I have been at this nearly two years now (I count January 2015 as my ‘start date’) and I have lost about 165 lbs (164.4).  That’s about an average size adult human. I used to look at my total weight loss and tell myself “that’s a toddler” or “that’s a kid” and lately it was “that’s about a whole person.”  At first it was a little funny, thinking I was carrying those extra forty pounds around like someone would carry their child, and then the higher the number the more it was a little frightening thinking I had been carrying so much extra weight on my enitre body.  As it climbed higher into the 100’s, I would think about how my knees and my back and feet would hurt and I’d realize it was the same as carrying around another person with me 24/7.  I’ve heard pregnant women complain about how heavy the baby is and how awkward it can be to move around, and the average woman gains only 25-30 lbs when pregnant.  For someone who was not overweight before, it’s still a lot of weight and it’s mostly located in one awkward area of the body.  I was carrying so much more than that all over my body and it was not a temporary condition! Worse, I kept gaining weight. Before I finally lost weight, I was carrying the equivalent of two large men around all the time (I weighed 438 lbs and I’m 5’4″). I knew I needed to lose weight and that I was unhealthy, but at the same time, the discomfort from my weight gain had been slow and insidious.  I’ve heard it said that if you throw a frog in a pot of boiling water, it’ll jump right out, but if you put it in a pot of cold water and slowly increase the heat, the frog will stay there and die ( someone please save the frog! no cooking frogs please!).  I was the frog: I had been gaining at a relatively slow but steady rate and the discomfort slowly increased but like the frog, I was not paying a whole lot of attention. On one level, I knew this was killing me, but it wasn’t killing me so fast that I felt I needed to do something about it. It wasn’t until my health became so bad due to other factors that I was finally motivated to make changes that ultimately led to my losing weight.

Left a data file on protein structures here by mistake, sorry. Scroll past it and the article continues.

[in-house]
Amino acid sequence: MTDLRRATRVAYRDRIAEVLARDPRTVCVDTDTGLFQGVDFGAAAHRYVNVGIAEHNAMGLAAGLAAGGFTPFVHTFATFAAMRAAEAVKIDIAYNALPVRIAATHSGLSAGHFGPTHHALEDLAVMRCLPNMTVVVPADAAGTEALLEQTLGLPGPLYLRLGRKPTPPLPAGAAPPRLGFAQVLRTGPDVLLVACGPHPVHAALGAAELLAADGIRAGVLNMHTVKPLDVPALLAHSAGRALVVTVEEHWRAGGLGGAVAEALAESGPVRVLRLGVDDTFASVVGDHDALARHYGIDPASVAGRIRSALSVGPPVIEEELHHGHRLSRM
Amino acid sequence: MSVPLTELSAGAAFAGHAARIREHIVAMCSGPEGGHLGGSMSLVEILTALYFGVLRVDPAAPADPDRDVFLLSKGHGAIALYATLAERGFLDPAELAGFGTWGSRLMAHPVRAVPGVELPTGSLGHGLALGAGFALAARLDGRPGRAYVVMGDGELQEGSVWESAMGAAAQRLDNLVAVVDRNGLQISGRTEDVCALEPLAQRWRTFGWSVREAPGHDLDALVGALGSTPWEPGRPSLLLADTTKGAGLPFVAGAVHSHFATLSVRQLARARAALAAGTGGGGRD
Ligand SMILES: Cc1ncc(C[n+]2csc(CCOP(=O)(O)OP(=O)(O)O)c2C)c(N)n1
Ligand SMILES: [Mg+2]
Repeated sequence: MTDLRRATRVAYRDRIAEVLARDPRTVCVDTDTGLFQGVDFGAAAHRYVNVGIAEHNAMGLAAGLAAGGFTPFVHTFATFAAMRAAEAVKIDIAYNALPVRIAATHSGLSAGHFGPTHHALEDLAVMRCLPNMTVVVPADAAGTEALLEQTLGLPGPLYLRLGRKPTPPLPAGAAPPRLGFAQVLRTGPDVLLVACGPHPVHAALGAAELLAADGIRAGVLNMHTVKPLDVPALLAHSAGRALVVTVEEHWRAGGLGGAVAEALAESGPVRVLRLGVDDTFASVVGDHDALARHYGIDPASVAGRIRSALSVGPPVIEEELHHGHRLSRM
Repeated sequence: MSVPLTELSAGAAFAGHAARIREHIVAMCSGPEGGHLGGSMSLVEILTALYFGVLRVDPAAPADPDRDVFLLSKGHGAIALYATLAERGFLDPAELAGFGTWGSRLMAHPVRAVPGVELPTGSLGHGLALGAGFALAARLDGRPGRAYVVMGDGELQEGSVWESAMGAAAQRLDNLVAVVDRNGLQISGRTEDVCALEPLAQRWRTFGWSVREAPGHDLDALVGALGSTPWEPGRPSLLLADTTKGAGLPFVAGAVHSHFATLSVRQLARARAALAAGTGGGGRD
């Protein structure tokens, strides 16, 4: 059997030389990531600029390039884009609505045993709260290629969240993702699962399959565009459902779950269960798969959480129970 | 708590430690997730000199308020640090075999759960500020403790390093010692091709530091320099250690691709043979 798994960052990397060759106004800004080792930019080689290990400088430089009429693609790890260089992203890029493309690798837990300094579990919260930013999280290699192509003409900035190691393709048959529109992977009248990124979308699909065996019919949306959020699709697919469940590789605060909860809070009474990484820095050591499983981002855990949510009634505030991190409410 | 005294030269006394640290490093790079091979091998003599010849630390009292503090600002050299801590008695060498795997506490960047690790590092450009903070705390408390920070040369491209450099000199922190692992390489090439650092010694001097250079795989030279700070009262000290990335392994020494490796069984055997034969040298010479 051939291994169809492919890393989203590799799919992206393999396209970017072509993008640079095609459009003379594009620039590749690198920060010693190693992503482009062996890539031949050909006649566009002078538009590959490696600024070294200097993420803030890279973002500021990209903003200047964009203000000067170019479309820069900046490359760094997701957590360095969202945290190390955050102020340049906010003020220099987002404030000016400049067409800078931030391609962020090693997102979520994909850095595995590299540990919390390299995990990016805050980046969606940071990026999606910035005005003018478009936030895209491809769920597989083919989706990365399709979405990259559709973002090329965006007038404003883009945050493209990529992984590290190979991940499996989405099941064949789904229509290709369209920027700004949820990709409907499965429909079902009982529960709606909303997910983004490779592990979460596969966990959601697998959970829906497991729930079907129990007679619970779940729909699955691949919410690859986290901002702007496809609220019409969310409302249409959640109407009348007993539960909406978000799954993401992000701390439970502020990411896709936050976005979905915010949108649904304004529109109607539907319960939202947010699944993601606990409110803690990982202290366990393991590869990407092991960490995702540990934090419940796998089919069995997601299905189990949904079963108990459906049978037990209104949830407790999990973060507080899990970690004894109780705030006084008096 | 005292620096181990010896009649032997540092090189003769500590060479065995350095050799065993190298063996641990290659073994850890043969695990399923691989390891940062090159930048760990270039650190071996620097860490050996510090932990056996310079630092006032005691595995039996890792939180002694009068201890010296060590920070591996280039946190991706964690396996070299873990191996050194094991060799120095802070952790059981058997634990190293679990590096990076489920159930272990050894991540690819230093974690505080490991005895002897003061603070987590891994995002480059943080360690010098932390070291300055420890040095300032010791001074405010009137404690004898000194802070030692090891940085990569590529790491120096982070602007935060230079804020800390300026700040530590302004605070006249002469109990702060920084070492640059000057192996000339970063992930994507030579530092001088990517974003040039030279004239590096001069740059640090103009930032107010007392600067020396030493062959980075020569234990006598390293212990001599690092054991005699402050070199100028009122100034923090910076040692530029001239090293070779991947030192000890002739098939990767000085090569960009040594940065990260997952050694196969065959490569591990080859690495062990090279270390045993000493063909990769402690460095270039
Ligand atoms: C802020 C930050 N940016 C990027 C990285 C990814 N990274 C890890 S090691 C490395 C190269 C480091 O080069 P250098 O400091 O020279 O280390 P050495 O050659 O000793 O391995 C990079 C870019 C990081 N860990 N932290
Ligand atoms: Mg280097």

Now I’m a little over the halfway mark to my goal weight (150 lbs). At some point, in the rather near future now, I’m going to have to talk to my doctor about getting some of my loose skin removed, although I would prefer to wait as long as possible.  The problem with loose skin isn’t so much that it’s unattractive as it can become a source of infection.  It folds up on itself and rubs in places where it’s not supposed to be and these wounds can easily become infected.  Mine is not that bad yet, but it’s getting there, especially on my legs.  Knowing me it will probably come down to which is the bigger pain in the butt: the loose skin or the surgery?  When the answer is the loose skin, I’ll probably call my doctor.  The bad part about that is that I have a high tolerance for irritation, so I’m hoping I don’t get an infection before I finally decide to go get cut up.